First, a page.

In response to:

Blue Collar Blues from the February 8, 1973 issue

To the Editors:

Murray Kempton’s review [NYR, February 8] of five current books about blue-collar problems, with his footnote reference to mine, is a brilliant example of why many blue-collar workers disdain intellectual preachments from outside union ranks.

The point I tried to make in The American Worker: An Endangered Species is that working conditions are not generally specific things like cents per hour, so many paid vacations per year or a certain level of pensions. They are insidious generally and do not lend themselves to hard and fast contract language. What Murray Kempton has neglected to note is that UAW major contracts—Ford, GM, Chrysler, and many others—have the right to strike during the life of the contract over speedup and health and safety. This is better than any law, state or federal, and better than any conjured up language. The trouble is that because noise levels, dust levels, fumes, untested chemicals, and other workplace environmental horrors are not easy to identify, it is exceedingly difficult for workers or the most highly motivated union official from shop steward to international president to do something. Despite this we have had many health and safety strikes in the UAW—as have other unions—and we will have more.

What Murray Kempton should have done, and what I plead with you here, is to invite the scientific community to come down out of the academic clouds and relate environmental problems to working people. Some of the most exciting intellectual/working-class relationships occurring today are those scientists who are working directly with workplace environmental problems. I talk extensively about them in my book and I am curious to know why Murray Kempton has ignored them. I am a tired liberal, too—but not that tired.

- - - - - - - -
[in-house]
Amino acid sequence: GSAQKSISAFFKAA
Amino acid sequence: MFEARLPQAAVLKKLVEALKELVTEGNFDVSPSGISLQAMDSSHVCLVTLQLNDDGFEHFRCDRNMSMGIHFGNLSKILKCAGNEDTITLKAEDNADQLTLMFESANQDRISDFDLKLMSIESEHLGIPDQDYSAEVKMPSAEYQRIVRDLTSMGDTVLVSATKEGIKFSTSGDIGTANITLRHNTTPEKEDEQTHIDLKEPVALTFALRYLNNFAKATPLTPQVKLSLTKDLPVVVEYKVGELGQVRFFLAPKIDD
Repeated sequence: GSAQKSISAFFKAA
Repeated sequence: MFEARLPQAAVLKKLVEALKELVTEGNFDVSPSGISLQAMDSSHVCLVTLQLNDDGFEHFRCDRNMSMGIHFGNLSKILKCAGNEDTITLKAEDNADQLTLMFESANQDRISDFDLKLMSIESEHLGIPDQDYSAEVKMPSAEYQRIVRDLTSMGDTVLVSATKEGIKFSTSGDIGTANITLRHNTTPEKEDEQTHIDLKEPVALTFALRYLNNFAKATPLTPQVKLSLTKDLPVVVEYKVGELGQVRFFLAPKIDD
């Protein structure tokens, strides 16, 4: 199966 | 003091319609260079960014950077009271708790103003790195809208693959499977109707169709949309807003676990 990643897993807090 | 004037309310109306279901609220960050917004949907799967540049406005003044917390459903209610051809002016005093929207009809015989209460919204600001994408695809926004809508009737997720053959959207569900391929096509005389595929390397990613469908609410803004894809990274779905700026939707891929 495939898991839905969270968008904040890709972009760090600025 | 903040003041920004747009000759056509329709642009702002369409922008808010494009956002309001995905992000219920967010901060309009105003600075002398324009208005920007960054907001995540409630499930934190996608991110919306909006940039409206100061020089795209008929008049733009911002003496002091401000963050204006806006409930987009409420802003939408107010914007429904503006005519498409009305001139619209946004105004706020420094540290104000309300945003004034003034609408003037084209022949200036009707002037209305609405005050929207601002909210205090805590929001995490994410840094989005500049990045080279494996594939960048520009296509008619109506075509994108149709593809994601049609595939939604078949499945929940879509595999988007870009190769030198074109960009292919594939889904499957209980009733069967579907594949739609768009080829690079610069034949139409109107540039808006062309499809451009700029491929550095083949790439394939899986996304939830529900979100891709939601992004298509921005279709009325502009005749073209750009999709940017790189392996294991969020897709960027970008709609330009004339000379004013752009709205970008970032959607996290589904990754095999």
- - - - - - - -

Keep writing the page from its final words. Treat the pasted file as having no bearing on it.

As to the point that UAW policy discourages worker complaints let me say simply that we can generally get quicker results when a complaint is handled through the grievance machinery and the complaint is not lost in the Department of Labor’s cumbersome procedures. We have never hidden from our membership or anybody else the many worker rights we fought for in the Occupational Safety and Health Act of 1970, but it is the height of naïveté to assume that a single worker can correct a working condition without the union’s help or with the present implementation of the new national safety and health law.

Franklin Wallick

Editor, UAW Washington Report

Washington, DC

This Issue

April 19, 1973